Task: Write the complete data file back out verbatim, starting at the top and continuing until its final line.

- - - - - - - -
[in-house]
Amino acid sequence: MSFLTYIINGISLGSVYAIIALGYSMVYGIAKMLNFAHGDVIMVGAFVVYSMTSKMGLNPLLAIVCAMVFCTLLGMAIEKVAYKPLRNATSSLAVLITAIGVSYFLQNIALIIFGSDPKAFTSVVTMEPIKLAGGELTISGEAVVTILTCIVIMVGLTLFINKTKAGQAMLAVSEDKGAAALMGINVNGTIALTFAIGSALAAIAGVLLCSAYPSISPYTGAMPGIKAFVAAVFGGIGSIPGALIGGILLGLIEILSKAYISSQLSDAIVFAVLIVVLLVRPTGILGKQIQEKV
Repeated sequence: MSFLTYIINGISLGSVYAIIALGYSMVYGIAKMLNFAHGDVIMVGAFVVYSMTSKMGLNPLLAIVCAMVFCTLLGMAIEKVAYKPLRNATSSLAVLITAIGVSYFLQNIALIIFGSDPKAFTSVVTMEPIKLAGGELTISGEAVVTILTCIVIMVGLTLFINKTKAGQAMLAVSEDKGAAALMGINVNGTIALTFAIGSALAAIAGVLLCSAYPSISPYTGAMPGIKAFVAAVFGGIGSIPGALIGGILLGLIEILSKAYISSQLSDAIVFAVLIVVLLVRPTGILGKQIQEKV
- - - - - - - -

[in-house]
Amino acid sequence: MSFLTYIINGISLGSVYAIIALGYSMVYGIAKMLNFAHGDVIMVGAFVVYSMTSKMGLNPLLAIVCAMVFCTLLGMAIEKVAYKPLRNATSSLAVLITAIGVSYFLQNIALIIFGSDPKAFTSVVTMEPIKLAGGELTISGEAVVTILTCIVIMVGLTLFINKTKAGQAMLAVSEDKGAAALMGINVNGTIALTFAIGSALAAIAGVLLCSAYPSISPYTGAMPGIKAFVAAVFGGIGSIPGALIGGILLGLIEILSKAYISSQLSDAIVFAVLIVVLLVRPTGILGKQIQEKV
Repeated sequence: MSFLTYIINGISLGSVYAIIALGYSMVYGIAKMLNFAHGDVIMVGAFVVYSMTSKMGLNPLLAIVCAMVFCTLLGMAIEKVAYKPLRNATSSLAVLITAIGVSYFLQNIALIIFGSDPKAFTSVVTMEPIKLAGGELTISGEAVVTILTCIVIMVGLTLFINKTKAGQAMLAVSEDKGAAALMGINVNGTIALTFAIGSALAAIAGVLLCSAYPSISPYTGAMPGIKAFVAAVFGGIGSIPGALIGGILLGLIEILSKAYISSQLSDAIVFAVLIVVLLVRPTGILGKQIQEKV